Hatoyama is on the ropes
It is not just a matter of policy. A cooling of relations with America is not well regarded by many Japanese. This year marks the 50th anniversary of the pact of mutual security between the U.S. and Japan (1960). This pact enshrined Japan’s threefold antinuclear principle (not to produce, possess and not to introduce nuclear weapons) meaning Japan can not have nuclear weapons, rather it makes use of anti-nuclear umbrella of the United States. And so it was able to use its prodigious energies and money on economic development, of which everyone is aware. In this context, in March Sadakazu Tanigaki, chairman of the LDP, now in opposition, asked Hatoyama about his intentions regarding the issue of Futenma. The Prime Minister committed himself to expressing his decision by the end of May. A promised he confirmed during his brief meeting with President Obama in Washington. Pursuant to this commitment Hatoyama can no longer delay the decision beyond that date. He is on the ropes.
Severe government paralysis looms
With the self-imposed ultimatum, the Prime Minister has gambled with his political life. If he fails to find a satisfactory solution he will have to resign. But then the crisis will be even more serious because it is not clear how early elections can create a more stable government. It has emerged from the Asahi that popular support for the DPJ, Hatoyama’s party,is at '23%,but support for the LDP, the party ousted from government in August, has also dropped to 14%.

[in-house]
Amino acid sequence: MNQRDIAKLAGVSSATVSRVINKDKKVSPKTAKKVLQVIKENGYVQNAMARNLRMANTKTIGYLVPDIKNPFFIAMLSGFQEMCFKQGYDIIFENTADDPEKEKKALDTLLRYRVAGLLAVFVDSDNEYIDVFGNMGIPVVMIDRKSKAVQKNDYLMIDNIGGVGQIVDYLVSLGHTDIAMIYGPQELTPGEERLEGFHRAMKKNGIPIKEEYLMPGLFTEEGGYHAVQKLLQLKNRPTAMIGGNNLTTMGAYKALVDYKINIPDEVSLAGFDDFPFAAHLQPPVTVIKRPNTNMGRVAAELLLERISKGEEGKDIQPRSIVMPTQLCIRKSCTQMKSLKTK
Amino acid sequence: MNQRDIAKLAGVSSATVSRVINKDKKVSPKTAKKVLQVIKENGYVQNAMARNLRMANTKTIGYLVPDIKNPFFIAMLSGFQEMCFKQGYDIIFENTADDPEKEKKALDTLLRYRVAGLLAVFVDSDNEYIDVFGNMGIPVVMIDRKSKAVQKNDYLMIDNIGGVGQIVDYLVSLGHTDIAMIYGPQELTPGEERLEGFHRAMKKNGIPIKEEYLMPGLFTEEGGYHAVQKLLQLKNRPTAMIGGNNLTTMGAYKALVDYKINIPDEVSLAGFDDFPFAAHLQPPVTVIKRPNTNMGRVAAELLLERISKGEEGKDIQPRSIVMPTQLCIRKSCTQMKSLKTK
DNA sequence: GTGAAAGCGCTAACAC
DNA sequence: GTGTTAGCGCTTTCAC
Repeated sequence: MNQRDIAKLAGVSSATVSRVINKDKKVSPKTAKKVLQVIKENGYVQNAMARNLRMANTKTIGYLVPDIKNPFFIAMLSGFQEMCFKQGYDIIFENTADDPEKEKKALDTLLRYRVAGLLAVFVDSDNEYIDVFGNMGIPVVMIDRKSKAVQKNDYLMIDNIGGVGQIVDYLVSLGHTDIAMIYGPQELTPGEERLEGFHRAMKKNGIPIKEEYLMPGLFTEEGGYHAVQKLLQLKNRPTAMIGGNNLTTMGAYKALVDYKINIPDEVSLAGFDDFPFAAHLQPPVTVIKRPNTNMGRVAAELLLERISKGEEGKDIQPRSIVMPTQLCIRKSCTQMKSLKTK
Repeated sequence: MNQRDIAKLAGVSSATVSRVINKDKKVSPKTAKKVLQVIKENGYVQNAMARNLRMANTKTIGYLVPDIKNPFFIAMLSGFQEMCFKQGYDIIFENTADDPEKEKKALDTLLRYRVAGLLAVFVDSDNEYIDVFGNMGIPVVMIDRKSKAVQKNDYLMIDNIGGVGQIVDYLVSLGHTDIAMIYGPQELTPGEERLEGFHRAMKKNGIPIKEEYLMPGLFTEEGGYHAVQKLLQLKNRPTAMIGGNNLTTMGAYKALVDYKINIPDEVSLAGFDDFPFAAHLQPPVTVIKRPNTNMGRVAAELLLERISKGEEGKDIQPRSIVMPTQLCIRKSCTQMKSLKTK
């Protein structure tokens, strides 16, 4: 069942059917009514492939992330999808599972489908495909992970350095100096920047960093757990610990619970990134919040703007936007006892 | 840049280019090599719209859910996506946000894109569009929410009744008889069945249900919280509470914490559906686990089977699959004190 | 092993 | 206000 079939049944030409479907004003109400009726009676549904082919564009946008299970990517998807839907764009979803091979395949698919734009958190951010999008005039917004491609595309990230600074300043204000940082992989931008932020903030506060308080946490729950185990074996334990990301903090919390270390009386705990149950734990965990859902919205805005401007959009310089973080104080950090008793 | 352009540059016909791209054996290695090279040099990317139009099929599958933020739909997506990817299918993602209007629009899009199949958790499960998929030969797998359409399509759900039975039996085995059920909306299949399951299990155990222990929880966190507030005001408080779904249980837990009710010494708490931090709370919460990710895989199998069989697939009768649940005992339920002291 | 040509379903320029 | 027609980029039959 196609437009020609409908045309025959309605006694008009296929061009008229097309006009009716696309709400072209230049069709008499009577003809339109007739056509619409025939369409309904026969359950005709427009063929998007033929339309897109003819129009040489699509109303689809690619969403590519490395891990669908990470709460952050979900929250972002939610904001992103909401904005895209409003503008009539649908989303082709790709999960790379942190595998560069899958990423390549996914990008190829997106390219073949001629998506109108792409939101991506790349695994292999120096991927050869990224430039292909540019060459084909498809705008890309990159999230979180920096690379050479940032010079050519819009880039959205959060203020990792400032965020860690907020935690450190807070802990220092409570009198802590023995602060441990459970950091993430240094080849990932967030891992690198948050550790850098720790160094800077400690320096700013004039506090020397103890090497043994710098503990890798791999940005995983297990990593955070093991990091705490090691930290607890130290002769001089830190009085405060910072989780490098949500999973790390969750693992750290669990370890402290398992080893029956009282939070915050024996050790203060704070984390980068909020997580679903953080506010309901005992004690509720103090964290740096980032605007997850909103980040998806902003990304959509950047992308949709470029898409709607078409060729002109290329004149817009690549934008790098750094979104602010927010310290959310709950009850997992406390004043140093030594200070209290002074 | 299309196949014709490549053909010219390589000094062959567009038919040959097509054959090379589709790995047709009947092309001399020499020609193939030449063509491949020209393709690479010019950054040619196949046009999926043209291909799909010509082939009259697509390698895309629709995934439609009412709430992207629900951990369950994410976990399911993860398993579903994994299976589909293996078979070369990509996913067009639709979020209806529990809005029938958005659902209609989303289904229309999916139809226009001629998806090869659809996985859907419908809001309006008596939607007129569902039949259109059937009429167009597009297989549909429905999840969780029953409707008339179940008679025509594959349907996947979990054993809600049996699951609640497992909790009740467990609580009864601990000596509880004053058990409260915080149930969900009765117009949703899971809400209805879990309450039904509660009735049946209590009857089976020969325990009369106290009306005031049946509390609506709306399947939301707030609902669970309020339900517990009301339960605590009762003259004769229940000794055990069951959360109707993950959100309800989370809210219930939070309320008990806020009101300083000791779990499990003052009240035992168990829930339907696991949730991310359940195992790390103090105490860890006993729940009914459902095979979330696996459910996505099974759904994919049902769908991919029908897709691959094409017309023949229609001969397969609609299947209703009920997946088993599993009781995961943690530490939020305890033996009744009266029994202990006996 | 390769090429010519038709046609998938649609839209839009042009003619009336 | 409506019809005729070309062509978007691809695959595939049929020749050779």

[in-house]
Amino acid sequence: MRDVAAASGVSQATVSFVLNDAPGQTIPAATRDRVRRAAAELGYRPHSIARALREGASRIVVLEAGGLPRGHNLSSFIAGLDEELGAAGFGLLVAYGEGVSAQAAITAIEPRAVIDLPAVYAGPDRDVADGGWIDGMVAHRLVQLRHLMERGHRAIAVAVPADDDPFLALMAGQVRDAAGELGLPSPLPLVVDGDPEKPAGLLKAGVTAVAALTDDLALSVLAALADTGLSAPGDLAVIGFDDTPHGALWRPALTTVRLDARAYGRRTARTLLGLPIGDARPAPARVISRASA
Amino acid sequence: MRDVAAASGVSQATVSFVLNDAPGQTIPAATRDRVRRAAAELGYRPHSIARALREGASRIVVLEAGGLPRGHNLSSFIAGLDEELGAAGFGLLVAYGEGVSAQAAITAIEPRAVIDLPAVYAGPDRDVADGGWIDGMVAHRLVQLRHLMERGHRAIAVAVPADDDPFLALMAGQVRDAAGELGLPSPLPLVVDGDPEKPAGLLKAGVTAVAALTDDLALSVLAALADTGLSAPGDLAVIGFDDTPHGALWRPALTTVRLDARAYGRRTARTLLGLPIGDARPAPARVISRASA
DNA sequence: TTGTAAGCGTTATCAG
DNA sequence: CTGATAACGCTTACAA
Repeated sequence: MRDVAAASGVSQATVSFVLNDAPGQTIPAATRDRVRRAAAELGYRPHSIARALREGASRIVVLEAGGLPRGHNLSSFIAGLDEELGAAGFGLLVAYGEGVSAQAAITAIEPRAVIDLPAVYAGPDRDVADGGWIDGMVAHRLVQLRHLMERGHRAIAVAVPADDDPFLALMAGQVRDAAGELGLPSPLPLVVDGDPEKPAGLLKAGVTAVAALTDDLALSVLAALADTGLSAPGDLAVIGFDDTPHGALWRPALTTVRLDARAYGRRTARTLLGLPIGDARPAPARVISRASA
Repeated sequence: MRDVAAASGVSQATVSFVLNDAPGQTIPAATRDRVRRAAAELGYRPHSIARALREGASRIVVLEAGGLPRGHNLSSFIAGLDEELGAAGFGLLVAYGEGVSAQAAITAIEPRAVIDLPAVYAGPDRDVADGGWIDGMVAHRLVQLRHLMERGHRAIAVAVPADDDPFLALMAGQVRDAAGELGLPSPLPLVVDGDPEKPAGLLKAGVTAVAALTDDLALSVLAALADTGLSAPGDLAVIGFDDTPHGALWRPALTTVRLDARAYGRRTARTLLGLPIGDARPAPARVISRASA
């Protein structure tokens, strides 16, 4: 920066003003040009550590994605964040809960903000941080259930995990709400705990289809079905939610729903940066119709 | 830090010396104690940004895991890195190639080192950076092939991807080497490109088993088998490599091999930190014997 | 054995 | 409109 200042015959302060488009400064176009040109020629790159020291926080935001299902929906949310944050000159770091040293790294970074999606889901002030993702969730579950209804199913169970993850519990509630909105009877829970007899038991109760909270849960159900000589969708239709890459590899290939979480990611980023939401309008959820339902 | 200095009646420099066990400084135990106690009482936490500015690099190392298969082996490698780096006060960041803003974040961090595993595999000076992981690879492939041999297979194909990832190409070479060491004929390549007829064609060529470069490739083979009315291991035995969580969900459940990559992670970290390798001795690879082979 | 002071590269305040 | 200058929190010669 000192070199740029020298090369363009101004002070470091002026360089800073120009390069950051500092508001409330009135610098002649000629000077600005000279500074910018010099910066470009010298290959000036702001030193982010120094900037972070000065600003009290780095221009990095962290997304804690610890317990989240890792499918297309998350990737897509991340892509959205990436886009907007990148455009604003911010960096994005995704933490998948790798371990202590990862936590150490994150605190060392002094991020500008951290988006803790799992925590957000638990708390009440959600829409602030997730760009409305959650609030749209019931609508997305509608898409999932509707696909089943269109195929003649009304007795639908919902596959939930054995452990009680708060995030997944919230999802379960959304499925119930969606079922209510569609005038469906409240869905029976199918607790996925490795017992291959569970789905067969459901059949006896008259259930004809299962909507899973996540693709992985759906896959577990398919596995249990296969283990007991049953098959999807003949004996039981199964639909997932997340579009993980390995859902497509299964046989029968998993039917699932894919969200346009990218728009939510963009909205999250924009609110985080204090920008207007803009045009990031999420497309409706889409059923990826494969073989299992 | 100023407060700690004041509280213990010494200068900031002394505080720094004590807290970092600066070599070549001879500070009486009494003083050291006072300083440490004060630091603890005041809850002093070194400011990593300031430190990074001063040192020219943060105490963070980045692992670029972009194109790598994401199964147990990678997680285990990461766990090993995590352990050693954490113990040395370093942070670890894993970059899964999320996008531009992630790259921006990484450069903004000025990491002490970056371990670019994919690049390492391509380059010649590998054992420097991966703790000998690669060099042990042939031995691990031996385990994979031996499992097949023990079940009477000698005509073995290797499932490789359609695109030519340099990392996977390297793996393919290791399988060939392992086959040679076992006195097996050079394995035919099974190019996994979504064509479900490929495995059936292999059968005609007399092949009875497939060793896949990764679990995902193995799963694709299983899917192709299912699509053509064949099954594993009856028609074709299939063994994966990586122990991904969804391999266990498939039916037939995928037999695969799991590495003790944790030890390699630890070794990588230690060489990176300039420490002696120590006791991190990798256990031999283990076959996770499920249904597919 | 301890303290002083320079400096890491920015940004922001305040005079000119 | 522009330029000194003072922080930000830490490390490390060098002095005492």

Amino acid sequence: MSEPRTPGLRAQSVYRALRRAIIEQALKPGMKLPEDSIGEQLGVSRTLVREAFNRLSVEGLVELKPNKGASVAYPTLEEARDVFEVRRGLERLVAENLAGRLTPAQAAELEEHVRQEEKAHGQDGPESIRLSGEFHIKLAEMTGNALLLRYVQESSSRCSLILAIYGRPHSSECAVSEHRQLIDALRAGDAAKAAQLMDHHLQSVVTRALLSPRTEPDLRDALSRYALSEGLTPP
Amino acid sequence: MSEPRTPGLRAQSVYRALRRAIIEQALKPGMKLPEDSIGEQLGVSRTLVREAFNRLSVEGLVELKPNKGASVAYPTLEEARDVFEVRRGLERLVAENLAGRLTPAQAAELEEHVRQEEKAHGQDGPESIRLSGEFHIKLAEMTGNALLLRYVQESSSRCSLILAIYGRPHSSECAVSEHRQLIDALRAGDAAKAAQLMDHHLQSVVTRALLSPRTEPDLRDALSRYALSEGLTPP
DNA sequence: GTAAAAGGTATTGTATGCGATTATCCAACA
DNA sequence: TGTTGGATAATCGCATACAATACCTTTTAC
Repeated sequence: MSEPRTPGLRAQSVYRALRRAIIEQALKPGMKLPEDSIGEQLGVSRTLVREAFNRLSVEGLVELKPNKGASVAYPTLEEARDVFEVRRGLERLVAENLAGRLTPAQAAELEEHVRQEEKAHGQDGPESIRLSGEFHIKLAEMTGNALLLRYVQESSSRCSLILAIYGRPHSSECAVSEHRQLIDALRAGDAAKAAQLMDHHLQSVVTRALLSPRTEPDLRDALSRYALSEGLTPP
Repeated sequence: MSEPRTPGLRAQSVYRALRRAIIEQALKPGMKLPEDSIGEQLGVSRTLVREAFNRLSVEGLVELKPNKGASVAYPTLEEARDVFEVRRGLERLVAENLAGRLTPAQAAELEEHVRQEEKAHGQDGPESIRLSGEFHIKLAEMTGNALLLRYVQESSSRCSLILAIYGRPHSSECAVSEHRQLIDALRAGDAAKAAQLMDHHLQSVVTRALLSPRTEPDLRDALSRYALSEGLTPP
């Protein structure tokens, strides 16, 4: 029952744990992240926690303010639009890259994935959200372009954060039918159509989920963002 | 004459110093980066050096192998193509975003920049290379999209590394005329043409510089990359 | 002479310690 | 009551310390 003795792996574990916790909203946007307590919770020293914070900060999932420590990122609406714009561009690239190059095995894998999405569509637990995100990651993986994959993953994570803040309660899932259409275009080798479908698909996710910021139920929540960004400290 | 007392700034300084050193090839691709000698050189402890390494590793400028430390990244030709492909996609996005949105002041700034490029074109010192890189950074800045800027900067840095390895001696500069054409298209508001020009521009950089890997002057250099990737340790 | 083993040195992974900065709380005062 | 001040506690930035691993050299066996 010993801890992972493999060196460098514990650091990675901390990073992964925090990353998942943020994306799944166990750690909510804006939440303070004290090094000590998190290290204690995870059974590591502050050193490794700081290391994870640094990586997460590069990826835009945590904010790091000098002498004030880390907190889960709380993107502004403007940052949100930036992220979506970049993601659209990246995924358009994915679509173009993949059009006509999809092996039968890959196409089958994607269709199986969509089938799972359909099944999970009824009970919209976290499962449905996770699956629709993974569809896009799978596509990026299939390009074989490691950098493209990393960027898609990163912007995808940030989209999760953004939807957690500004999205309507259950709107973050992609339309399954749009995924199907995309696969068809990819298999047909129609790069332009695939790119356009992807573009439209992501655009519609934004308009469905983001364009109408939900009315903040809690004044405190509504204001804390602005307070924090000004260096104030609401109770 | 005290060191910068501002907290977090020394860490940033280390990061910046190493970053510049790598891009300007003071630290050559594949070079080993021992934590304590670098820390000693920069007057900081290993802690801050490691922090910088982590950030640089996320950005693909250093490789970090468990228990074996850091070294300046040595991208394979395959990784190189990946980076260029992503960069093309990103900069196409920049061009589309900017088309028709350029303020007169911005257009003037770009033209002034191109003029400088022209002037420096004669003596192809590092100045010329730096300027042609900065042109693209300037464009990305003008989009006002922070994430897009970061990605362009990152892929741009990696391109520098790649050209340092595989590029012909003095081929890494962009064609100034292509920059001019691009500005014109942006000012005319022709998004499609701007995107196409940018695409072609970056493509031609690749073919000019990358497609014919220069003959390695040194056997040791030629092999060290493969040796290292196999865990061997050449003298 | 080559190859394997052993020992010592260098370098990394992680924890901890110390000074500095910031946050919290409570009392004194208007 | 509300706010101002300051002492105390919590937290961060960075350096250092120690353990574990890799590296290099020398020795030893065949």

The Democratic Party of Japan (DPJ) must urgently rewrite its "Manifesto" to an achievable dimension and reconfigure the relationship between politicians and bureaucrats. If political parties do not wake up, then people will increasingly abandon them. a serious governmental stasis is looming.
This should concern everyone, because Japan is not a developing country. A recent survey conducted jointly by the BBC World Service and the Yomiuri Shimbun (Japanese newspaper) on world influence among 16 nations and the European Union, Japan, ties in second place with the EU, preceded by Germany.